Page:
By Seán Nolan and Krishna Srinivasan
Earlier this year, Cyclone Idai devastated Mozambique, Malawi, and Zimbabwe by leaving more than 1,000 people dead, thousands more missing, and damages in the billions. These storms were among the recent reminders of how natural disasters can cause severe and catastrophic damage. Natural disasters destroy lives and property and have large and lasting effects on economies by reducing production and increasing debt burdens. They also tend to disproportionately affect the poor, who have a limited ability to cope with the impact.
Although not alone, the small island countries in the Caribbean and Pacific are particularly vulnerable to natural disasters. They have suffered, on average, disaster-related losses of 2 to 3 percent of GDP per year over the past 30 years. Some countries have been hit far harder: when Hurricane Maria ravaged Dominica in 2017, it caused damages estimated at some 220 percent of GDP—more than twice the island’s entire annual production.
As climate change continues to affect both the frequency and severity of natural disasters, how can vulnerable countries do more to prepare and cope with their consequences?
In a new IMF paper, we outline how vulnerable countries can develop comprehensive strategies to build their resilience to disasters, based on a diagnosis of risks and cost-effective responses. Having such a strategy can also help countries attract much-needed support from the international community.
Disaster resilience strategies can draw on existing disaster response plans, supplemented by specialist expertise from development partners, and need to be based on three complementary pillars of building resilience:
Structural resilience. Many vulnerable countries lack disaster-resilient infrastructure covering vital services such as water, sewer, and electricity—even though investment in such infrastructure can have very high returns. A key obstacle is high up-front capital costs: the joint IMF-World Bank Climate Change Policy Assessments for Belize, Seychelles, and Saint Lucia estimated that annual investments of 2 to 3 percent of GDP would be required for a full decade to achieve adequate protection. But high public debt levels constrain many countries from making the needed infrastructure investments. They can still build resilience—think of enforcing strong building codes and zoning rules or improving early warning systems.
Financial resilience. The impact of disasters can be contained, but not eliminated. Planning for emergency financing needs for reconstruction must take place before a disaster strikes. One option is to make provisions in the budget, possibly in the form of a dedicated saving fund to meet disaster needs. Another is using contingency-based financial instruments that provide insurance coverage or relief from debt service payments when a disaster strikes. But regional financial markets are often insufficiently developed to provide these financing options at a reasonable cost, particularly for small countries. For example, while there are regional insurance pools like the Caribbean Catastrophe Risk Insurance Facility and the Pacific Catastrophe Risk Insurance Company, countries have sought limited coverage from them, reflecting the high costs involved. They need help to reduce these costs.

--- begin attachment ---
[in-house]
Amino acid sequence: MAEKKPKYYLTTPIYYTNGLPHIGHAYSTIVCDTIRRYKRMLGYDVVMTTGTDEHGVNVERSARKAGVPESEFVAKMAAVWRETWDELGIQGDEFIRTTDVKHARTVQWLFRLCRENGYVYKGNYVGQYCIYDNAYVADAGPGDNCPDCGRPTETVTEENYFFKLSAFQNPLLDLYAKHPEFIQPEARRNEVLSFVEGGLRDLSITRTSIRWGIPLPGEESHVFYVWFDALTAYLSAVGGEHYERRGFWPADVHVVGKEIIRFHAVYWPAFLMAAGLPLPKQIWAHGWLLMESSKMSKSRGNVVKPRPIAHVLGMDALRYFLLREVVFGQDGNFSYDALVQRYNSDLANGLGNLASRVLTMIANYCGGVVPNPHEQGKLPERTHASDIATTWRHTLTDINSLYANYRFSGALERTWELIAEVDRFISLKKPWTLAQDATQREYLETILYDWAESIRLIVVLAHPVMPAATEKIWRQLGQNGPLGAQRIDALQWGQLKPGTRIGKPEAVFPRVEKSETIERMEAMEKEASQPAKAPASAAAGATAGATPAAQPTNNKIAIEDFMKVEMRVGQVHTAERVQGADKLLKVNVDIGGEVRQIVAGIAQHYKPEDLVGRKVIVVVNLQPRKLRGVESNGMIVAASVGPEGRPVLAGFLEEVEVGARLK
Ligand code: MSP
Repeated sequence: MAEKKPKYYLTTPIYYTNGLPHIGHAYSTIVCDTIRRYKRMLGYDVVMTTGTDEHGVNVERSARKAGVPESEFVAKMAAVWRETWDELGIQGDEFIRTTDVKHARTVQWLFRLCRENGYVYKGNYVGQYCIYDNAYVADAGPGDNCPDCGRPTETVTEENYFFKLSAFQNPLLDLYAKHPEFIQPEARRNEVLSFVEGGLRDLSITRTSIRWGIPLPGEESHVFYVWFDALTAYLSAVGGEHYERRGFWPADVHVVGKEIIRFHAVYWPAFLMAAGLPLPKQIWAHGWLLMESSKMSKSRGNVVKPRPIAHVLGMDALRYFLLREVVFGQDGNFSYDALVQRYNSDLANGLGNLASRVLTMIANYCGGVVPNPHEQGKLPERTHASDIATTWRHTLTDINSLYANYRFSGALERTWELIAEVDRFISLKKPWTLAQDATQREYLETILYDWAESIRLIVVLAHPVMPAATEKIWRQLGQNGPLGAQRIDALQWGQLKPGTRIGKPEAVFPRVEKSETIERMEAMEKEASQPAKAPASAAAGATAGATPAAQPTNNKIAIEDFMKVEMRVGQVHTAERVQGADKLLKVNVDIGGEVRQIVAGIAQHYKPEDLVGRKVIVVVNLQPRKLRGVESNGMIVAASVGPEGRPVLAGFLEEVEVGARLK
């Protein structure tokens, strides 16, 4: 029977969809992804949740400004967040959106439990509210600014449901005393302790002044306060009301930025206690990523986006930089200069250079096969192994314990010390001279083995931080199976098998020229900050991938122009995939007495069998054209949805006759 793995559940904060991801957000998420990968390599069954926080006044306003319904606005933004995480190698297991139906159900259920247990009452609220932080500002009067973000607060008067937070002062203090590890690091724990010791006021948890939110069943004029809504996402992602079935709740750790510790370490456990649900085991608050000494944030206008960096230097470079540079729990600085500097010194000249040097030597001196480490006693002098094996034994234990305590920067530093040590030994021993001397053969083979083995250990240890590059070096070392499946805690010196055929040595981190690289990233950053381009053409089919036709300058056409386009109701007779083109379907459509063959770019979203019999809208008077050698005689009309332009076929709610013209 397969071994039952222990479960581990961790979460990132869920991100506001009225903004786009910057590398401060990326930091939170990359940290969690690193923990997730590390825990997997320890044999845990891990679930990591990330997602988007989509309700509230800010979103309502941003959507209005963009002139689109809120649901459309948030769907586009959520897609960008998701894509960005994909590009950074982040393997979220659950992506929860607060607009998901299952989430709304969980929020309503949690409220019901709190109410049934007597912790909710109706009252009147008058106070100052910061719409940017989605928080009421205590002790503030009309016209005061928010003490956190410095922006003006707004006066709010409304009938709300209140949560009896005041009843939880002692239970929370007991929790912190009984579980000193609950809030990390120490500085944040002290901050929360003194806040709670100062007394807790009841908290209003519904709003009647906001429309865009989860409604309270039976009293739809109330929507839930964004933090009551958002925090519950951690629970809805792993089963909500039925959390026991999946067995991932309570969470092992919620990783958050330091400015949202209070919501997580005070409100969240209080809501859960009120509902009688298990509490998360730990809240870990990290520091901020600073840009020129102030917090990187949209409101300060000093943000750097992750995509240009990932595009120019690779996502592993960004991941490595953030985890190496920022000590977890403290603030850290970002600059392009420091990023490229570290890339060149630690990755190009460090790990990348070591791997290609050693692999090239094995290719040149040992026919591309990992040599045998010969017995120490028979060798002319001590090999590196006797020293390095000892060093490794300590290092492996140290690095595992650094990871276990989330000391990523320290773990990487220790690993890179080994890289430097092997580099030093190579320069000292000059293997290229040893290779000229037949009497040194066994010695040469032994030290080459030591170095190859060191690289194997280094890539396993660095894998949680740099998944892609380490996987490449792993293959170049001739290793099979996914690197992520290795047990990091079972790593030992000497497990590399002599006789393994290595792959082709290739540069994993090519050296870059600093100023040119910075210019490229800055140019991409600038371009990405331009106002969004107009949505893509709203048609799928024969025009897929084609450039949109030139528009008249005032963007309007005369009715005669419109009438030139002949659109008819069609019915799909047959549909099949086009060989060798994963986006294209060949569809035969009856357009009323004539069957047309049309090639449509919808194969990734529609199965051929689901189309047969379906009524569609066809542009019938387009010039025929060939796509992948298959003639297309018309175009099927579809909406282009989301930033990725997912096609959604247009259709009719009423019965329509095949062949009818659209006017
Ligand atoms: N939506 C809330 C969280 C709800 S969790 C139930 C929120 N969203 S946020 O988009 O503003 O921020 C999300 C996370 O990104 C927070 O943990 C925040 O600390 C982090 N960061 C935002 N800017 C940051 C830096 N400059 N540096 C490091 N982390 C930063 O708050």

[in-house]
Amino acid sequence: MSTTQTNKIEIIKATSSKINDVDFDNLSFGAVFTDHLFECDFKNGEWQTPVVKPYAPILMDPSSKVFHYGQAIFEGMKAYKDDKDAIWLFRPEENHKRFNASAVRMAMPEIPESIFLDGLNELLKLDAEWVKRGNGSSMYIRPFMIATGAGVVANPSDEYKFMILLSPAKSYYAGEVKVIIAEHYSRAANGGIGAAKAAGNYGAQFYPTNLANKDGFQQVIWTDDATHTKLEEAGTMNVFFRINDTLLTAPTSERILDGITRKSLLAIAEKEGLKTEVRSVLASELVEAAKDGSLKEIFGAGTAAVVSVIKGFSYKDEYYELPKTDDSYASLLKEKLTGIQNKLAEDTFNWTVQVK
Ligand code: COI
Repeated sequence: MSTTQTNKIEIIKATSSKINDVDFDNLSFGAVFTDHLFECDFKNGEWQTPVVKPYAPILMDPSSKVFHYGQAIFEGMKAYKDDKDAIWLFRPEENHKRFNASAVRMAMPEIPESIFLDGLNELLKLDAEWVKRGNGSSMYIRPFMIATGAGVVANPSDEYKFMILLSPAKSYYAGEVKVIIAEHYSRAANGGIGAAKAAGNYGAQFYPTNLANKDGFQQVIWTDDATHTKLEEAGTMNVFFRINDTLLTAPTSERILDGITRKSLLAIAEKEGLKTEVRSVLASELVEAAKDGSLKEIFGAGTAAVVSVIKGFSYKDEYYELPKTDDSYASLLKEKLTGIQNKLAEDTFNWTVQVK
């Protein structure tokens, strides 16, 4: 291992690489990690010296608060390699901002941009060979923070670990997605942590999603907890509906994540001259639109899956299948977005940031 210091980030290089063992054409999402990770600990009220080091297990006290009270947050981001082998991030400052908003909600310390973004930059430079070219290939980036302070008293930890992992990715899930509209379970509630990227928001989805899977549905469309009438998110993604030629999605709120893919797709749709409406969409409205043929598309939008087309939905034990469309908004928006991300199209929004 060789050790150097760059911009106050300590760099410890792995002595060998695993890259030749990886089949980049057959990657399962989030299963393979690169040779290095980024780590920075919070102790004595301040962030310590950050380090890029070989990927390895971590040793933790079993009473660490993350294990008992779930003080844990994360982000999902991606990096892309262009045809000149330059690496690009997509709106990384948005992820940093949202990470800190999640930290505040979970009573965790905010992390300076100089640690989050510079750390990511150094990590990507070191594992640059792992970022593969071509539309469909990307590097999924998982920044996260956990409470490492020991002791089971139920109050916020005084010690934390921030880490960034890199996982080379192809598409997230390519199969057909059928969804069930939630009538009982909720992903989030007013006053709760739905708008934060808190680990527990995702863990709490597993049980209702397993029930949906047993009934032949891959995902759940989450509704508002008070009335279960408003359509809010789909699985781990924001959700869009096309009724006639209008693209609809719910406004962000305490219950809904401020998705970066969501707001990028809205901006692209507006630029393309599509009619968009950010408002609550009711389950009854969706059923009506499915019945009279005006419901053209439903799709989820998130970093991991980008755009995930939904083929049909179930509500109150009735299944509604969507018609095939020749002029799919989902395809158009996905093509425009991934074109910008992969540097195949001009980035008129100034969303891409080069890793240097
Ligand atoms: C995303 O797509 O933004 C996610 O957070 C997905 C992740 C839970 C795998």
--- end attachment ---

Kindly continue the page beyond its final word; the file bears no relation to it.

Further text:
Social resilience. Scaling up structural and financial resilience will take time. This makes it imperative that countries put in place detailed emergency response plans to contain disruptions to critical public services after a disaster strikes—such as water, electricity, medical services, and security—and to limit the impact on the most vulnerable.
Formulating a disaster resilience strategy would help a country identify the areas where it’s most vulnerable and provide a road map to build resilience. The strategy needs to be grounded in strong diagnostics—including risk assessments, project identification, prioritization, and costing—and build on, rather than displace, existing response plans. Once in place, the strategy can help the country catalyze support from the international community.
Support crucial for success
Many small and low-income countries need external support—both expertise and financial assistance—to flesh out and implement a strategy. For this, all stakeholders need to chip in.
Countries themselves should raise additional domestic revenues by re-prioritizing spending and strengthening financial management. This would give incentives to external donors to provide more grants and concessional financing. Climate funds and other climate finance initiatives are also a promising avenue to obtain support, but many countries will need technical support to engage effectively with these funds.
The IMF can help countries by analyzing financing options and recommending ways to build disaster-resilience into medium-term fiscal and macroeconomic frameworks to ensure that public finances remain sustainable.
The IMF also has emergency lending facilities designed to provide speedy assistance to low-income countries hit by disasters—we disbursed more than $100 million to Mozambique less than a month after Cyclone Idai hit. And we also help build capacity within governments through training and technical assistance to help them better manage disaster risks and responses. We can, and will, do more to support countries—who face rising disaster risks as climate change intensifies.